MIAMI, Florida (CNN) -- Power was restored Tuesday for most of Florida after a failed switch and fire at an electrical substation outside Miami triggered widespread blackouts across the state.
Problems at an automated substation knocked out power Tuesday to millions of customers across Florida.
Utility workers were still trying to piece together exactly what happened, Florida Power and Light President Armando Olivera said.
Olivera said disconnect switch failed at 1:08 p.m. at the automated substation west of Miami, and a piece of equipment that controls voltage caught fire about the same time. Neither failure by itself would have caused a widespread outage, he said.
While the outages cut power to more than two million people at its peak, power was quickly restored to most parts of the state and authorities said no injuries were reported. Watch why Floridians were briefly in the dark »
The "initiating event" was the failure of the disconnect switch, Olivera said.
"These systems are all designed so that you can handle two contingencies," Olivera said. "If you had a switch that failed, protective devices would have isolated the problem. That did not occur today. That's the part we don't have an answer for."
Olivera said about 475,000 Florida Power and Light customers and about the same number of customers from other utilities lost power as a result. The affected region ranged from Miami to Tampa, throughout Orlando and east to Brevard County, home to Cape Canaveral and the Kennedy Space Center. See a map of the areas affected »
The substation trouble set off a sequence of events that within two to three minutes had knocked numerous power plants off-line -- including the Turkey Point nuclear power plant south of Miami. Olivera said Turkey Point's two nuclear reactors and a natural gas-powered generation unit automatically shut down when the plant's systems detected a fluctuation in the power grid. Learn more about power grids and blackouts »
"In a fraction of a second, the demand was far greater than the power plants that were on line generating electricity could handle," he said. "When you have that kind of imbalance, we have a system that kicks in and it starts turning people's lights off, essentially balancing the demand with what's available."
Mike Stone, a Florida Department of Emergency Management spokesman, said 2 million to 3 million people were affected at the height of the outage.
Detective Robert Williams, a Miami-Dade County police spokesman, said power was out across the entire county within 20 minutes of the initial failure. Outages extended into neighboring Broward County, which includes Fort Lauderdale, and north to Palm Beach County -- a region of about 6 million people.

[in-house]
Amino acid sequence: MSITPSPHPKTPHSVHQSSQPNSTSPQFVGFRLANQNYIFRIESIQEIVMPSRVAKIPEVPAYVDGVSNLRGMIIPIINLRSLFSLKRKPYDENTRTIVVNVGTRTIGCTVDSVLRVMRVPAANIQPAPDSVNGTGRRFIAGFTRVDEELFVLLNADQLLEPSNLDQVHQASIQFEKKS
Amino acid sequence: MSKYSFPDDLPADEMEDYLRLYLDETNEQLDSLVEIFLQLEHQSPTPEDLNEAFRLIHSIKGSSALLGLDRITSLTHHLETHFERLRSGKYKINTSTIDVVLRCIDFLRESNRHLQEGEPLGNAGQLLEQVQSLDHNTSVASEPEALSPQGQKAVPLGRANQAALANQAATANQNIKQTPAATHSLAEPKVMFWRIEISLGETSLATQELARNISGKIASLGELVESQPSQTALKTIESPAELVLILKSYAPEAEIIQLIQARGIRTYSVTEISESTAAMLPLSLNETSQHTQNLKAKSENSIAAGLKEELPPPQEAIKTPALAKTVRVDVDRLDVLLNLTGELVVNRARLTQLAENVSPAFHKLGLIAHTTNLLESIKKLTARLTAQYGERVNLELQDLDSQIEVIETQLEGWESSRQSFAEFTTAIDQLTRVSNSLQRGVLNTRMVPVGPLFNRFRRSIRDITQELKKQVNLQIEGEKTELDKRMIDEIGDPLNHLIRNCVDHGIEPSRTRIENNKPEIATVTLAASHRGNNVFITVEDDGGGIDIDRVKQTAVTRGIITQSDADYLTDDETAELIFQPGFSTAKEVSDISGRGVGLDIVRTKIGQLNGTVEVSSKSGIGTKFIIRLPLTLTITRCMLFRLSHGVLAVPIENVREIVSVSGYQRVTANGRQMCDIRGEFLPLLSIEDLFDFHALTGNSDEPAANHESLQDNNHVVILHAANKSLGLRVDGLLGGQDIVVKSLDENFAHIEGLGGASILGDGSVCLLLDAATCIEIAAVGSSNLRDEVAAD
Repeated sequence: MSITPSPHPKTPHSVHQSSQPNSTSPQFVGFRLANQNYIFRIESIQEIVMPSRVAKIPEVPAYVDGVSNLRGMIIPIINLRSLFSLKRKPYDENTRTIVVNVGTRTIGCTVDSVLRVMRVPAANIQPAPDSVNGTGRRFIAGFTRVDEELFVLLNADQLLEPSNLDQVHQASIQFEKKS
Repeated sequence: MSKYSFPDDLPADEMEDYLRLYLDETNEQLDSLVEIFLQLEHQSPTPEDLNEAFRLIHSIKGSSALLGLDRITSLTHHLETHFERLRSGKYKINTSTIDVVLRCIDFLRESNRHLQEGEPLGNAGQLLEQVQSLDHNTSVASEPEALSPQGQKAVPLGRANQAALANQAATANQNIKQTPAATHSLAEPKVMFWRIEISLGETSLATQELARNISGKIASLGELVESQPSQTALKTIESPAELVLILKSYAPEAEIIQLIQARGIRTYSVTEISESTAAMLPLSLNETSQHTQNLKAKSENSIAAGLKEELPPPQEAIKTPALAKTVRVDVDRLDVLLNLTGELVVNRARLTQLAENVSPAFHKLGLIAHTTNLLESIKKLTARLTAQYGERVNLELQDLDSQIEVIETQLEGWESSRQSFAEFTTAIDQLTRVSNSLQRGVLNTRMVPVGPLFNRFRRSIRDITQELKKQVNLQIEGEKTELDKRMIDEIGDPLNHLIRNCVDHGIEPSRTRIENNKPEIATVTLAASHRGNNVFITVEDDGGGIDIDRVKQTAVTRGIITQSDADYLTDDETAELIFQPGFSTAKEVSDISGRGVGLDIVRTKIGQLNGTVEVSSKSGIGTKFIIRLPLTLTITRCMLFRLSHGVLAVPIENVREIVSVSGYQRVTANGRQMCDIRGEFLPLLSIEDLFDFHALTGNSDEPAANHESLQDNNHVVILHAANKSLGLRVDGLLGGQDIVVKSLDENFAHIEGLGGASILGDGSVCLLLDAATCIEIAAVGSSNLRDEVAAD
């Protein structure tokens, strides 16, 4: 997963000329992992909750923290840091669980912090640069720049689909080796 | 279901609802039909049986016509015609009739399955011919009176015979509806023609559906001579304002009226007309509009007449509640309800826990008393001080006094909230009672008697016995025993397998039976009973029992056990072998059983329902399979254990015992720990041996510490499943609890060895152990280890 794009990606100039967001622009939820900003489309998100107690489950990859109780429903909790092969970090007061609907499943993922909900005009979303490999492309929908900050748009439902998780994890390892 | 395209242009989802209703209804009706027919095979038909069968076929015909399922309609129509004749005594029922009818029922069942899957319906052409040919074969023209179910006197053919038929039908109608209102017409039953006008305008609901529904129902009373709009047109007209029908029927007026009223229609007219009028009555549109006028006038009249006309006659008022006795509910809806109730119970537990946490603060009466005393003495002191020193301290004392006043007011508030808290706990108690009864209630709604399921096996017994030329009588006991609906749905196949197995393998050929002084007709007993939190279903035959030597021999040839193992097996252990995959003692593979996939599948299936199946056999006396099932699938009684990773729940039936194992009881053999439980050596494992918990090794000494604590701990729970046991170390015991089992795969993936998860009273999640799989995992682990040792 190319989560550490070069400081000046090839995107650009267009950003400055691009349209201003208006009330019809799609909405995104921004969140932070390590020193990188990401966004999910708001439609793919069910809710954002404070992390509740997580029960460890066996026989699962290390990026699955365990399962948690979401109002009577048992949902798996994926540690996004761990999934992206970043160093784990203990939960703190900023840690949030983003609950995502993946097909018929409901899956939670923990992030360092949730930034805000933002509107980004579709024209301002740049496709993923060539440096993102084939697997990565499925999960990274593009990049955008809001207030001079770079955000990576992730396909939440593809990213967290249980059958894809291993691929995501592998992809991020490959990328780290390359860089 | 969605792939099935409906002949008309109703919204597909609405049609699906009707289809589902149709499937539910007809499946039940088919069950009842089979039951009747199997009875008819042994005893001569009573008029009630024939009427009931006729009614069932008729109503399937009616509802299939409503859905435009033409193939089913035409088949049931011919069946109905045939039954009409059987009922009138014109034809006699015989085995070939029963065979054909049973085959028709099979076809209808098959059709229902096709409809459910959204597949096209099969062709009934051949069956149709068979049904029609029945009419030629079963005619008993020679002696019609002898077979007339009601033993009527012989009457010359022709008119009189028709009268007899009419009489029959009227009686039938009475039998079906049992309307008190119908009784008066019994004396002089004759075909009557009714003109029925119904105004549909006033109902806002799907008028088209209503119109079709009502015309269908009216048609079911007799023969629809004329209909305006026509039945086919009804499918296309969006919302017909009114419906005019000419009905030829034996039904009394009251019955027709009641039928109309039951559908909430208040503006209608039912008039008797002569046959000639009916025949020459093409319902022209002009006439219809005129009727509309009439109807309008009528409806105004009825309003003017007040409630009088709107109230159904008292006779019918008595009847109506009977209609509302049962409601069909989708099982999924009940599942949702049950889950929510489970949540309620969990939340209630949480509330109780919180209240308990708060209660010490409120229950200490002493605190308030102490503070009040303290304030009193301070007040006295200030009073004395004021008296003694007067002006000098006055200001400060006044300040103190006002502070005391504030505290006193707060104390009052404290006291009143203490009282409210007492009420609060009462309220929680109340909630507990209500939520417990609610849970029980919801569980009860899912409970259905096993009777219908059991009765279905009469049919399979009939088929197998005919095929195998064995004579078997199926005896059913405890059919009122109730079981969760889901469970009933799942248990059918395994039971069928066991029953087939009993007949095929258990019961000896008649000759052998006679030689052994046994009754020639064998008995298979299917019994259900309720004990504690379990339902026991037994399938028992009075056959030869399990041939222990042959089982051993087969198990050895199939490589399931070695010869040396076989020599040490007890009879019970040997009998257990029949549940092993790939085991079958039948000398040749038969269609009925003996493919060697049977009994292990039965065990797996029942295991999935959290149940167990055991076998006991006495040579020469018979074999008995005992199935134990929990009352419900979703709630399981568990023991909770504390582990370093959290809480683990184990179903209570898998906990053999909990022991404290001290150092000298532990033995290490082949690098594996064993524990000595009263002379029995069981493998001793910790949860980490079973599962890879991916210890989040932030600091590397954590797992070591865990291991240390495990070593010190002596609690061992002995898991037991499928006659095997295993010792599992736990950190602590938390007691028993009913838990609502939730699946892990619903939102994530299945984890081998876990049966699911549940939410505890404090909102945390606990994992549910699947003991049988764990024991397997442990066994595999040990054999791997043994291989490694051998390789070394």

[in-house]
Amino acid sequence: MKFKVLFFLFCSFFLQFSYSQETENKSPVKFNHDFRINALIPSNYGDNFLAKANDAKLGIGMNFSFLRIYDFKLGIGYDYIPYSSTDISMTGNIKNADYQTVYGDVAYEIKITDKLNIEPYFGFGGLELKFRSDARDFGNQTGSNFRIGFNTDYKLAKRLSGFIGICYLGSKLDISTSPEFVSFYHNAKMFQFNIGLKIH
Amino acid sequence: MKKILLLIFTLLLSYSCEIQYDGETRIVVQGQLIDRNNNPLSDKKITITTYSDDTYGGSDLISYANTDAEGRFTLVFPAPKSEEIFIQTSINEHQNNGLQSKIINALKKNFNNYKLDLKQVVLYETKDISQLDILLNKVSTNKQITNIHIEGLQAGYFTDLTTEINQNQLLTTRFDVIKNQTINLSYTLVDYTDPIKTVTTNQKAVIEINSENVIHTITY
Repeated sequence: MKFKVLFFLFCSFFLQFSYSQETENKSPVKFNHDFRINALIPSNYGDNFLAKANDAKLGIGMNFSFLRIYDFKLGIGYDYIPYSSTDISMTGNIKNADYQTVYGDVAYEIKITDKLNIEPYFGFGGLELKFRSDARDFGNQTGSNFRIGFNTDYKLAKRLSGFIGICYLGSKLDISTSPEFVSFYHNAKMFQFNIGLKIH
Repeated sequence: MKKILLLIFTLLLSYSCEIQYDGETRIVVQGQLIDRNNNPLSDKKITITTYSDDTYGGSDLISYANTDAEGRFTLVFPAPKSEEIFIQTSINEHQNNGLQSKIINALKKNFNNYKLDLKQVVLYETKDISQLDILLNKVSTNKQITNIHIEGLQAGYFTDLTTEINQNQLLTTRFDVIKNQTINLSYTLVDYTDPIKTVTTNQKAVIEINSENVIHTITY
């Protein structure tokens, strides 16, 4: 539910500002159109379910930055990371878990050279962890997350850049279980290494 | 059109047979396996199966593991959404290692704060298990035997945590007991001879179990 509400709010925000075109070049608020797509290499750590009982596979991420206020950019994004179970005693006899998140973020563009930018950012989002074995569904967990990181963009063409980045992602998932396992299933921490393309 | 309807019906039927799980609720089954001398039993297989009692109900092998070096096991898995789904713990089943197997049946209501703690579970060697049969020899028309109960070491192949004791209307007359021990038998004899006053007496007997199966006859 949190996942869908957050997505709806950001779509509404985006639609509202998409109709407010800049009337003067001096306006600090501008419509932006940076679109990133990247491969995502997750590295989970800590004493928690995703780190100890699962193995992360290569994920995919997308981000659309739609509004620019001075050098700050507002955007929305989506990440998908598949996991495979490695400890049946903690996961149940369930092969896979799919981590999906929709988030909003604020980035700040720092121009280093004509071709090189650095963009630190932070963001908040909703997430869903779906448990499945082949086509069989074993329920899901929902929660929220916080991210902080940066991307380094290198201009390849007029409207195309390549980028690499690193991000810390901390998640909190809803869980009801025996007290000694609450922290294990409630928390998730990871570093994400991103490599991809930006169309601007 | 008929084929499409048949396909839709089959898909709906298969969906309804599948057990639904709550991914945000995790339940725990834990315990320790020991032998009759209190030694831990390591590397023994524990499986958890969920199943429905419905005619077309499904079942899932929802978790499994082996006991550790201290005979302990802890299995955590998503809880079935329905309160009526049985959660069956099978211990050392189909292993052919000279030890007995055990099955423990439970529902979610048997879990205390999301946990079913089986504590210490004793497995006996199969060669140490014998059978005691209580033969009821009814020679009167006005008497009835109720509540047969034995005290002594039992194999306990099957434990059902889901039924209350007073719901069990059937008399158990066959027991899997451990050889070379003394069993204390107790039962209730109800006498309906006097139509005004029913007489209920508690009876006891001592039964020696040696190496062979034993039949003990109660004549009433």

But Miami International Airport, which has emergency generators, reported fewer than a dozen delays and had normal electric service back on within half an hour. Schools remained in session during the blackout, said Cmdr. Charles Hurley, a spokesman for the Miami-Dade school system's police department. And Delrish Moss, a county police spokesman, said no major traffic problems had been reported.
"Most of the calls that we're getting have to do with people being stuck in elevators and things of that nature, and people concerned about what is going on." Moss told CNN. He advised people "not to panic, and if you go out, be courteous to other drivers."
"If you come to a place where there is a no light and no policemen ... be courteous," he said. "If you're not courteous, that's when accidents occur."
The outage struck as a strong cold front and scattered thunderstorms passed through the region -- including one that prompted a tornado warning for Fort Lauderdale, the National Weather Service reported.
Stan Johnson, a spokesman for the North American Electric Reliability Corporation, said a total of eight generating units were off-line across the region.
Ken Clark, a spokesman for the Nuclear Regulatory Commission, said Turkey Point's nuclear reactors are likely to remain off-line for 12 to 24 hours. Both were in "hot standby," and operators kept them in that condition without resorting to emergency diesel generators, Clark said.
In Washington, a Department of Homeland Security official said there was no indication that terrorism was behind the blackout. E-mail to a friend
CNN's Susan Candiotti, John Zarrella, Rich Phillips, Cristy Lenz, John Couwels, Allan Chernoff and Jeanne Meserve contributed to this report.
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